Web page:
Riverfest 2015

* This blog post has been viewed widely, with close on 1000 unique views in the three days since I posted it. There’s been a widespread discussion on social media and I’ve also received a number of emails from people who are exercised by the issue. I’ve yet to read one dissenting comment, but  if anybody disagrees I would like to hear from you so as we can have a full debate. 

There’s a mantra in Limerick often spouted by those who have a shallow understanding of the city that we must focus on the river. This has been going on for 30 years at least. My first memory of it was when the late Jack Higgins, the then city manager, implored the city to turn to face the river. He may have meant well, but reducing development policies to one-liners is a dangerous business. A little more detail and direction is required. Otherwise you end up with developments such as the Arthur’s Quay Shopping Centre, Sarsfield House, Harvey’s Quay (the new Dunnes Stores) and the shockingly poor latter day slum known as Steamboat Quay. All of the above were heralded as great, positive developments and were pushed through under the mantra that the city must reposition itself to face the river. Sadly, the truth is that all were indeed poor developments given the potential of the sites that they were built on and it is clear now that great opportunities to develop the city were lost.

Limerick’s Riverfest was born out of a similar thought process. We need a festival, we’ve got a river, therefore Riverfest. Nice idea, but it’s clear that in recent years the creativity hasn’t gone much further than that. In various years we’ve had contrived events, such as the ‘National Powerboating Championships’, whatever they are … and  … ermm … a corporate barbeque competition. More than once the organisers have commissioned yachts to be sailed up the estuary from Kilrush marina as far as the Shannon Bridge, at which point they could go no further, so they’d do a few tacks and jibes in front of the crowds amassed at the Clarion Hotel, turn about and sail back down to West Clare, and home. River, boat, yachts. That’s the logic. Generally the culmination of the weekend is a fireworks display and a loud tannoy telling us how much we’re enjoying the wonderful festival.

Truth is, Riverfest has a mixed history. Ten years ago, arguably during Limerick’s darkest days, it was actually quite a promising and progressive event. There was a sense that the city was getting its act together and being serious about attracting visitors and that it was beginning to see itself as something more than a regional backwater. Generally the buzz around the city was about music, art, creativity, fun and dance, and some good old fashioned partying. Not so much about hot dogs or powerboats screaming up and down the river, or yachts from Clare or groundhog day fireworks displays. Back then it seemed there was a move towards positioning Limerick as being lively, sophisticated and avant garde. Is that not where we want Limerick to be? By contrast, the current Riverfest reflects a city as sophisticated as a Supermacs outlet on a Saturday night.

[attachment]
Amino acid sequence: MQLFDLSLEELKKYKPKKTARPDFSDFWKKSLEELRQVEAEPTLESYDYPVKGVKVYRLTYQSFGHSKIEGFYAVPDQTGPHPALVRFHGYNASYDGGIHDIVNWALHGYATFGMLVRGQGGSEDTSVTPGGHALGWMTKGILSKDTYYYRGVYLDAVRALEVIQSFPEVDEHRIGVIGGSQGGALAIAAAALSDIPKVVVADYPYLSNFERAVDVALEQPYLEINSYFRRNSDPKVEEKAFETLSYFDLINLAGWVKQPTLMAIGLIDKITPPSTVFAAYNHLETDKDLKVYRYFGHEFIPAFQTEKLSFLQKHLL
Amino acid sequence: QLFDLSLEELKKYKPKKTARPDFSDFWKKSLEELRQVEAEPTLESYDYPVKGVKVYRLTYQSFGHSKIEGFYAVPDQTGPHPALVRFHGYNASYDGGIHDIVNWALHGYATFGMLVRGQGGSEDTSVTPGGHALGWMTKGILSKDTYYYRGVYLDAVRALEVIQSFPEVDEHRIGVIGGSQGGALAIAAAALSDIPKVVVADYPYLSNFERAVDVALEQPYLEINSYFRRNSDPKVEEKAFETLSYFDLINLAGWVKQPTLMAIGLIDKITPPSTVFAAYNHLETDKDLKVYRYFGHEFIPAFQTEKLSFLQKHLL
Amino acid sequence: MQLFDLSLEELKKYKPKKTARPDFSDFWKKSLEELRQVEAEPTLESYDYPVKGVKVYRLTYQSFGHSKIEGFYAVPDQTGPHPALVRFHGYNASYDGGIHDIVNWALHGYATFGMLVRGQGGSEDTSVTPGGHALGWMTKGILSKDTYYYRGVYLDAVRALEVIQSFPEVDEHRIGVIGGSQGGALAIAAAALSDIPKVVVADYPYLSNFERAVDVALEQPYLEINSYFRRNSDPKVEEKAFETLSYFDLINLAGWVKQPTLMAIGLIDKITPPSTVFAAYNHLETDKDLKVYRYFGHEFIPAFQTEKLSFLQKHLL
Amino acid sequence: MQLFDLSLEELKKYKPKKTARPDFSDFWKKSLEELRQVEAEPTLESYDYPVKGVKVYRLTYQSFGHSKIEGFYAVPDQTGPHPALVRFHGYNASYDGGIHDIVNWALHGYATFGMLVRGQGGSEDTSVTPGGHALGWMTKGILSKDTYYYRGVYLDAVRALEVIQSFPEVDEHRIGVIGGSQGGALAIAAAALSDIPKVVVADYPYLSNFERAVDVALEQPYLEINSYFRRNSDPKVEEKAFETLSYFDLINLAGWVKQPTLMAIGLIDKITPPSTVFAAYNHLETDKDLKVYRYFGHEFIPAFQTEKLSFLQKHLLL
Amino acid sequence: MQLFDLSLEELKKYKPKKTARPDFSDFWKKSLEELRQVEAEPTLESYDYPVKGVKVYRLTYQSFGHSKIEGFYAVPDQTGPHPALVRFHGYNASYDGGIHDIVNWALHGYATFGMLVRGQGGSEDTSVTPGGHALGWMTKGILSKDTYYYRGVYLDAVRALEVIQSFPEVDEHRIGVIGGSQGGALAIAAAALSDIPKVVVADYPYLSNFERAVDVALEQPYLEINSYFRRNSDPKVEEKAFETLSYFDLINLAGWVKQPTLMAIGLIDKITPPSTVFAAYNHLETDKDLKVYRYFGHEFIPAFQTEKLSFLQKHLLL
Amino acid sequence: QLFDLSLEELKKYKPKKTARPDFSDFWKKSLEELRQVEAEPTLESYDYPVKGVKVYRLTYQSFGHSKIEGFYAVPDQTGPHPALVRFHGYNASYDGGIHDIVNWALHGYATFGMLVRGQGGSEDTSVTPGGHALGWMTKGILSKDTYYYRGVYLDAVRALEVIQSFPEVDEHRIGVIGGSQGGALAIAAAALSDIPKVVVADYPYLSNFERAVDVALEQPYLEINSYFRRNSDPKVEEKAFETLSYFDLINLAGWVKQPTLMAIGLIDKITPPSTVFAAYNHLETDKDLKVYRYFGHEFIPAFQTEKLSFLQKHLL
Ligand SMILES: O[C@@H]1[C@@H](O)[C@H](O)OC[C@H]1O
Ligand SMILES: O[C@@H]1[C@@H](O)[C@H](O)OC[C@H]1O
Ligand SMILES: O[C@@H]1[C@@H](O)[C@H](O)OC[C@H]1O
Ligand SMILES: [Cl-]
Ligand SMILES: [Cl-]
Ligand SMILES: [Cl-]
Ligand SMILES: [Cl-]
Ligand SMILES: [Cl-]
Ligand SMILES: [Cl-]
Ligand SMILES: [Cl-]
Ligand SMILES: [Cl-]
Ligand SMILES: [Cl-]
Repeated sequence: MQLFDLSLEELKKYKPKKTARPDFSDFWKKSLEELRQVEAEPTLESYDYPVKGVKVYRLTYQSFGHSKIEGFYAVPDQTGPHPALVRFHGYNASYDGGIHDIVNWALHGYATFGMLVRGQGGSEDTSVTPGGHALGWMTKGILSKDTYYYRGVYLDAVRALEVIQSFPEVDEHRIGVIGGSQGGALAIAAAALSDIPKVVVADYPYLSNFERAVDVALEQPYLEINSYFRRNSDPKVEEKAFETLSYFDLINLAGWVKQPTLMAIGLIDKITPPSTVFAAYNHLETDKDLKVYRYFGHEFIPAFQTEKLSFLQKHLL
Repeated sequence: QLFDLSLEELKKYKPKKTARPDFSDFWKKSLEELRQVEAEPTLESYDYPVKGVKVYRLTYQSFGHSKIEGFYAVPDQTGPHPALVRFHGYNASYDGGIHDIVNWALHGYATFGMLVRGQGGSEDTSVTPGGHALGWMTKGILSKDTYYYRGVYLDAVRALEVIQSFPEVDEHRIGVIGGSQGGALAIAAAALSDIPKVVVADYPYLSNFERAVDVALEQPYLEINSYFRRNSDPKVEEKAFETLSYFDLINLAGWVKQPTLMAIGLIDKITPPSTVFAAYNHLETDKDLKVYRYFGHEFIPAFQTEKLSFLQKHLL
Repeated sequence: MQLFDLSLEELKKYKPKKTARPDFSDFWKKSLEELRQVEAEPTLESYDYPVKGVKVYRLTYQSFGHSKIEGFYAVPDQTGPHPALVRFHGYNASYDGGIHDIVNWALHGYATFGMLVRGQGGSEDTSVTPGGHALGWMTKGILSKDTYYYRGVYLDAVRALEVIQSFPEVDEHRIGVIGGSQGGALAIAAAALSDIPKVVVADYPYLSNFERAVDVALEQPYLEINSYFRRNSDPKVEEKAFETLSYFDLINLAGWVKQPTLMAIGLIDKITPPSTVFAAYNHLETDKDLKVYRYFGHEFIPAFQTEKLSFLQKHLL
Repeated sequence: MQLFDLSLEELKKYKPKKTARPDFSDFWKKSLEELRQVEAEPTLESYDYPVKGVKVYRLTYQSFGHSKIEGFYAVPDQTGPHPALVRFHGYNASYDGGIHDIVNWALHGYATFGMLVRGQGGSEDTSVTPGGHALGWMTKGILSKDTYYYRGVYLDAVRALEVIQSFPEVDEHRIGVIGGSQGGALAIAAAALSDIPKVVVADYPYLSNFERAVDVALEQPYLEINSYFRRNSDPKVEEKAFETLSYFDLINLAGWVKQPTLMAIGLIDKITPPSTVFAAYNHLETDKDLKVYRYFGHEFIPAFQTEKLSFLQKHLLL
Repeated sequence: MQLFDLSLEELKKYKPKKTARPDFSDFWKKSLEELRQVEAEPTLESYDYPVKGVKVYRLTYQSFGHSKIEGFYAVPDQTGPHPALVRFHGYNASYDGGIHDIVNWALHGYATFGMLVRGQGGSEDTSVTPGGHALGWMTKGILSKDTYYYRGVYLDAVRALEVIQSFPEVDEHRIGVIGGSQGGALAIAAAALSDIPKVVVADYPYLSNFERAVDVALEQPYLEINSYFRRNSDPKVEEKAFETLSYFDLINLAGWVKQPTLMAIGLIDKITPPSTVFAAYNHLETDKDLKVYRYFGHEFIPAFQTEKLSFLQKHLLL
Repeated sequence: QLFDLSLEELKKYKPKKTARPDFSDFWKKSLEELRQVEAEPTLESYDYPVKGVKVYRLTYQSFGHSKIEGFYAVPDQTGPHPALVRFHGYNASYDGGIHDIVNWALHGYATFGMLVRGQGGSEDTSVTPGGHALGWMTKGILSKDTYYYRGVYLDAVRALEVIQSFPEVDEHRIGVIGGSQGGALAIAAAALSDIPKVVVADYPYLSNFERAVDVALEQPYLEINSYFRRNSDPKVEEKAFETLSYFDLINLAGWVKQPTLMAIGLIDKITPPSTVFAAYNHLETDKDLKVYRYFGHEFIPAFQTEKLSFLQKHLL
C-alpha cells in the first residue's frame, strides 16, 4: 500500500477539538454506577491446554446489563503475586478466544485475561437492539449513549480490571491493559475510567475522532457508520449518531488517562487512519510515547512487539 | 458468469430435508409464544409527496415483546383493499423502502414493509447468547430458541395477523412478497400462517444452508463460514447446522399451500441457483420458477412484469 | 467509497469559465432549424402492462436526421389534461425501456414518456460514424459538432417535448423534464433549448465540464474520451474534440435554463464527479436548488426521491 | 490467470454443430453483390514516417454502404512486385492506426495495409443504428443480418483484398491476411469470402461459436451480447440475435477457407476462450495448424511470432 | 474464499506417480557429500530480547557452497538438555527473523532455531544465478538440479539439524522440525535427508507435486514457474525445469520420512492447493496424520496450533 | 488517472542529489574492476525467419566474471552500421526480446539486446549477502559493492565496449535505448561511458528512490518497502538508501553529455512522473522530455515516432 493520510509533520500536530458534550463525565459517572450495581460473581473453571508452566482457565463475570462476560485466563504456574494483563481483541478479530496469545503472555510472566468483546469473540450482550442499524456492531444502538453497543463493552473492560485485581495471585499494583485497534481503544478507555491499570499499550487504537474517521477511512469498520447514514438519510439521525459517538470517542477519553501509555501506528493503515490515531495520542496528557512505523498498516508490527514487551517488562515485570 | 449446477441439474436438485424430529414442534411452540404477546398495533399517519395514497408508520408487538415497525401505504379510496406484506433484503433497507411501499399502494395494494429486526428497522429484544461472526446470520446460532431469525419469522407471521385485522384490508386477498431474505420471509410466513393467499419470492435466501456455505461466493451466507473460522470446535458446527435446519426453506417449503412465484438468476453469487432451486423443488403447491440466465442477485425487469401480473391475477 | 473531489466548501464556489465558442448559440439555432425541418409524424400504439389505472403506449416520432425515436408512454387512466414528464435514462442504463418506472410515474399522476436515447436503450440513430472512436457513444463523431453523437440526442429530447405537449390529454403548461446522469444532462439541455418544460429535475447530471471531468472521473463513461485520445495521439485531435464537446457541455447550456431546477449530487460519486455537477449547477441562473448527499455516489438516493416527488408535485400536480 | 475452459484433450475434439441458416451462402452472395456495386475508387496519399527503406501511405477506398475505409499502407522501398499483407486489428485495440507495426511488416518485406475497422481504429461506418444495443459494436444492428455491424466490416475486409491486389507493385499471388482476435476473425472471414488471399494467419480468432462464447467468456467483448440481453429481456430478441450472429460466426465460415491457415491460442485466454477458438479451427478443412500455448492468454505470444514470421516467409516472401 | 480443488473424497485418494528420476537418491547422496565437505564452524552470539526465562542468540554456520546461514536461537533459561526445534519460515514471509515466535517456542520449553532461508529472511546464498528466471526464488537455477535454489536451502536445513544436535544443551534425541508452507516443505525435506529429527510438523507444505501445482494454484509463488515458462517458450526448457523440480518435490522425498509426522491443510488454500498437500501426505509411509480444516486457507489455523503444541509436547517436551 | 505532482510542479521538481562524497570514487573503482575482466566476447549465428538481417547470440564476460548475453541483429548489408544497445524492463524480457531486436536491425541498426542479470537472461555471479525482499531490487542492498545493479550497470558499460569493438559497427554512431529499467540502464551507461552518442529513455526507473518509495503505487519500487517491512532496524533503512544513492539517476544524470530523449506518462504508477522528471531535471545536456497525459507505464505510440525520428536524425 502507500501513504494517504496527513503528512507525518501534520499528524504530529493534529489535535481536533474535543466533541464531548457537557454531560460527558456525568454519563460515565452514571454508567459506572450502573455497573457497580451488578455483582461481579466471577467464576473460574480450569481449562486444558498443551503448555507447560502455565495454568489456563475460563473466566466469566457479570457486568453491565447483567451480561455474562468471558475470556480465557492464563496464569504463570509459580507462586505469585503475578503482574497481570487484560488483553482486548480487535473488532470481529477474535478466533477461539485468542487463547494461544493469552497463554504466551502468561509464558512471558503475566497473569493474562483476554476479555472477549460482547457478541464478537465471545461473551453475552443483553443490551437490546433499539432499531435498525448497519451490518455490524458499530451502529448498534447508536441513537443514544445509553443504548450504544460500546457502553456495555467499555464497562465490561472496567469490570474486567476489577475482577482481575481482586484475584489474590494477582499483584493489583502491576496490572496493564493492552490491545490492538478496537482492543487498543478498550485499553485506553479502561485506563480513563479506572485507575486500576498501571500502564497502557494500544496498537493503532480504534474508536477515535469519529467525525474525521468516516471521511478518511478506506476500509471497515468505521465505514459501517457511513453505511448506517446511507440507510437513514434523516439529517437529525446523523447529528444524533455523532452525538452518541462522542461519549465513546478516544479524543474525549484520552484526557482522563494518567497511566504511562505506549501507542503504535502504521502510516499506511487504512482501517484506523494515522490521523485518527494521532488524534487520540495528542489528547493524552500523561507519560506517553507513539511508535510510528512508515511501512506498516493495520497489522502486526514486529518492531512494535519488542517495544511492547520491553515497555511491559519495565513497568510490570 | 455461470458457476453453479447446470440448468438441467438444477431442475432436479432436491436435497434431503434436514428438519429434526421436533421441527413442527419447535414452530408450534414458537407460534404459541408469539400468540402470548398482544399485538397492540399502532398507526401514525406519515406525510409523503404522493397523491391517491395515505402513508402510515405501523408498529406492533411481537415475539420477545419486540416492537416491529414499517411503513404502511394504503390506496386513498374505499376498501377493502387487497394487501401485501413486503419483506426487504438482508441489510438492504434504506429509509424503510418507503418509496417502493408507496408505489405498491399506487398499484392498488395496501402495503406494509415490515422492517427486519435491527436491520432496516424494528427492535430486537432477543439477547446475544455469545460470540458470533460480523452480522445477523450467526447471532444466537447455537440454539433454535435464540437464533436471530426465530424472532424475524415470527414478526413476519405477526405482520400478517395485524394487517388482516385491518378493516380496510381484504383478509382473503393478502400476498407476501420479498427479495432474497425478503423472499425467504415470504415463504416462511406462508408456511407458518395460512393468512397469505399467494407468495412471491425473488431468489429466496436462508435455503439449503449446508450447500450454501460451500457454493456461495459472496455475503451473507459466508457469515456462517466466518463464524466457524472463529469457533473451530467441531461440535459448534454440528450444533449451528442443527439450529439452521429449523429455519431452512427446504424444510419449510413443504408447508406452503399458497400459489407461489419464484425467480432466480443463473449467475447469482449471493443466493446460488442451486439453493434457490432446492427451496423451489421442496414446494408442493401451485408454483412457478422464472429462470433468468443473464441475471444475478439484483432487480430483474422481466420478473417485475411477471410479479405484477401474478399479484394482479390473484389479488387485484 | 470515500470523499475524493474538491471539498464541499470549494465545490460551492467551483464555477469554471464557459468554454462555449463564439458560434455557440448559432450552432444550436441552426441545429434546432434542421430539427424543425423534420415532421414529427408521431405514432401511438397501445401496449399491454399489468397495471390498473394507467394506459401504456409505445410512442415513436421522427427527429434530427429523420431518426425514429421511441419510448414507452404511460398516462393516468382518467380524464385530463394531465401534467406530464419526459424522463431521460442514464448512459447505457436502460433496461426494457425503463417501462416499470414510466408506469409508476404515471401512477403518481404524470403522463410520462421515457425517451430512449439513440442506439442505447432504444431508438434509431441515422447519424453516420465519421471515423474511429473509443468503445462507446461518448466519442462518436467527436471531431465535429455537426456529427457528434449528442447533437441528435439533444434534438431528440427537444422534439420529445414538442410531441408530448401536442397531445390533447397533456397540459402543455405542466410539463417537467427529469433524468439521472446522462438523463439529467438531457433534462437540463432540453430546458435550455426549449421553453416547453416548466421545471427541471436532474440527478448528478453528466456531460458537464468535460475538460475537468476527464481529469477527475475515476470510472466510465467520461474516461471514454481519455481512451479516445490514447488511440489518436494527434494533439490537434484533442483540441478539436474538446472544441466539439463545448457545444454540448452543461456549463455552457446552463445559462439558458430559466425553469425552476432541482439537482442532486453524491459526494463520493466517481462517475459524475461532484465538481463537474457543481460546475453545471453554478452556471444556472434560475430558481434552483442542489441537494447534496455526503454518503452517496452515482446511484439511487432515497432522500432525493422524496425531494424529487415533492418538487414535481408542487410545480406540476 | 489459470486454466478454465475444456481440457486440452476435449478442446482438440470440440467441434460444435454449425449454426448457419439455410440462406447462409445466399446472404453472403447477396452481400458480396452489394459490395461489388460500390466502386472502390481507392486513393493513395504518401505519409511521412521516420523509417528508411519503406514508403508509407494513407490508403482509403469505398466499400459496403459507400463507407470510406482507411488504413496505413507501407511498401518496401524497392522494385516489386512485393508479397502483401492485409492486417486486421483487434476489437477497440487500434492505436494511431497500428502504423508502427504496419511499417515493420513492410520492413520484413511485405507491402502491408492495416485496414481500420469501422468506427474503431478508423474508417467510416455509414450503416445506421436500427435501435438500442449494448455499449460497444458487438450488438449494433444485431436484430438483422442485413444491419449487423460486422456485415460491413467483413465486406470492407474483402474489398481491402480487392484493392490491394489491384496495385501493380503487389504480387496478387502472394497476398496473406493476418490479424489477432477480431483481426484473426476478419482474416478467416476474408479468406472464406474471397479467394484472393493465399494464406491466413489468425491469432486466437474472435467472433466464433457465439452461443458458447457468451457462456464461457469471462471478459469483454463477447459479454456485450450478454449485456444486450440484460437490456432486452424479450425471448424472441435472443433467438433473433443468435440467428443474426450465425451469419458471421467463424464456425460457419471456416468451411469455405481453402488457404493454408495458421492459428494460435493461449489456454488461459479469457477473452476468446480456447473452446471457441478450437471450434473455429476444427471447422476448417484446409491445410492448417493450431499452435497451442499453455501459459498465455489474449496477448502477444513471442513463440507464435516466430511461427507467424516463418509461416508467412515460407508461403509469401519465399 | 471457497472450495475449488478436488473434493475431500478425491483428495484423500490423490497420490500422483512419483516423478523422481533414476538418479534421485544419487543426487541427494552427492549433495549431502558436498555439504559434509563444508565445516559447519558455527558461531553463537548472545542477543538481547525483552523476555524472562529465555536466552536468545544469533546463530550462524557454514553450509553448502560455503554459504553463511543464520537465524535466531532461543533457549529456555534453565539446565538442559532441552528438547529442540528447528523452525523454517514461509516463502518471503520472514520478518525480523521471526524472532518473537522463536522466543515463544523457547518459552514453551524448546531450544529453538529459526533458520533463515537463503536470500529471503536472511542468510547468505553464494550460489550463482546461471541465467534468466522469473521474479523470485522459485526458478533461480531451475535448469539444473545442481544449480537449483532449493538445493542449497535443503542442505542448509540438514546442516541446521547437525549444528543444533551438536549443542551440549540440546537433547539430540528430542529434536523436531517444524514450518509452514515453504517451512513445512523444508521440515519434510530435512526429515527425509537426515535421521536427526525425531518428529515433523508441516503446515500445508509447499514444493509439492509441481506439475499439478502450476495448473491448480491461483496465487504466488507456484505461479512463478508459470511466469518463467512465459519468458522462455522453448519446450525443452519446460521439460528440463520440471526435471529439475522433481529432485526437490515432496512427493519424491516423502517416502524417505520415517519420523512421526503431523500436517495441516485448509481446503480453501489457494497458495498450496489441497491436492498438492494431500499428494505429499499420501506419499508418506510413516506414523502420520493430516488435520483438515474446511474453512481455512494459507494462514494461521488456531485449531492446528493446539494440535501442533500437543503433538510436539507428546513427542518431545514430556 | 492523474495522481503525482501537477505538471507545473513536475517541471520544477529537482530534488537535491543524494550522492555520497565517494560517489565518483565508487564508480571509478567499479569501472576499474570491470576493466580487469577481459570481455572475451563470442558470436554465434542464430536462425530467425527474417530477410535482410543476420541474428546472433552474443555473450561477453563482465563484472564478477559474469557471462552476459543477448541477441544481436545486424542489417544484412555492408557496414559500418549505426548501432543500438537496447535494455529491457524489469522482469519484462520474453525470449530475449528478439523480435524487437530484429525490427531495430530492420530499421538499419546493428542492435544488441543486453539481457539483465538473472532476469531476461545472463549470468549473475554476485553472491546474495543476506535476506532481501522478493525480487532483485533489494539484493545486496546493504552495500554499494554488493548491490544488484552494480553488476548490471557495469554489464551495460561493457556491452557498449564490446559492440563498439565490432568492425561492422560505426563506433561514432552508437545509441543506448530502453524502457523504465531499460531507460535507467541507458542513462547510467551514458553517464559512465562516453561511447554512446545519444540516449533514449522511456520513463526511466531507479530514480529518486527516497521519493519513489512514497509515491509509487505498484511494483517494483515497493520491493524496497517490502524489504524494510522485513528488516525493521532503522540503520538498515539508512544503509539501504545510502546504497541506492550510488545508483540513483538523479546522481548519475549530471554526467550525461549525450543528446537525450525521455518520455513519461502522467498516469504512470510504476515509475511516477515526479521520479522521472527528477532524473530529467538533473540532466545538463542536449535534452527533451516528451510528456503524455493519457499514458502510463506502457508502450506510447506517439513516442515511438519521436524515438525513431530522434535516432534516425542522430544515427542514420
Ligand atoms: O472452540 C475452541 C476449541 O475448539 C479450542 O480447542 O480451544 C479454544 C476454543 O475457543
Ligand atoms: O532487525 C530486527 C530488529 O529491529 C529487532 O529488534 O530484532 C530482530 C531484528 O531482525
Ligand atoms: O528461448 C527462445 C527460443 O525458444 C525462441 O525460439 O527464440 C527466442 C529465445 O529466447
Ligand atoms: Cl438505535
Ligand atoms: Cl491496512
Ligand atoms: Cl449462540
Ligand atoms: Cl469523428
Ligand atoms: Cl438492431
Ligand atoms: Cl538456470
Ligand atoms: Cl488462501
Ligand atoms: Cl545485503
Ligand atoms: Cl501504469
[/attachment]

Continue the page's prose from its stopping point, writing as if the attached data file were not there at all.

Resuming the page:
As I write, the rain is teeming down and the spin doctors are out in force to convince us that the festival is a roaring success. The glib sentiment that the “bad weather fails to dampen the appetite for Limerick’s Riverfest barbeque” is being pushed through various media channels, all of whom seem to be on message. It’s regrettable that there is such little critical analysis of the Council (who are the organisers of Riverfest) these days. At best, the local press seem only interested in directing attention to the antics and behaviour of the elected representatives. It’s not like they don’t know that councillors are toothless in the Irish local government system. Real power and decision making when it comes to the day to day management of the city (Riverfest being an example) rests with the officials. That’s not necessarily a bad thing, but if the Council is to be held to account then the operations side of it is where we should look. Of course, there’s a few reasons why the local media might not take on the Council. It might be hard work, for starters. It’s much easier to parrot some PR, vote-catching effort by a local councillor, or hone in on his general behaviour, than to look at the important decisions being made by officials. It helps that the public can identify the elected representatives and this approach titillates the audience and sells more papers and advertising. By contrast, few people who are not directly engaged with the council are familiar with the officials and executive management, i.e. the people who hold real power, so the local media likely sees nothing to be gained from querying their decisions, however important they might be. The second, arguably more unsettling reason, is that there are cosy relationships between the local newspapers and various elements of the Council and this certainly makes it more difficult for the journalists and editors to stand back and objectively analyse and criticise how the council goes about its business. It’s that kind of uncritical approach that contributes to the debacles such as the City of Culture controversy at the start of 2014, and indeed Riverfest.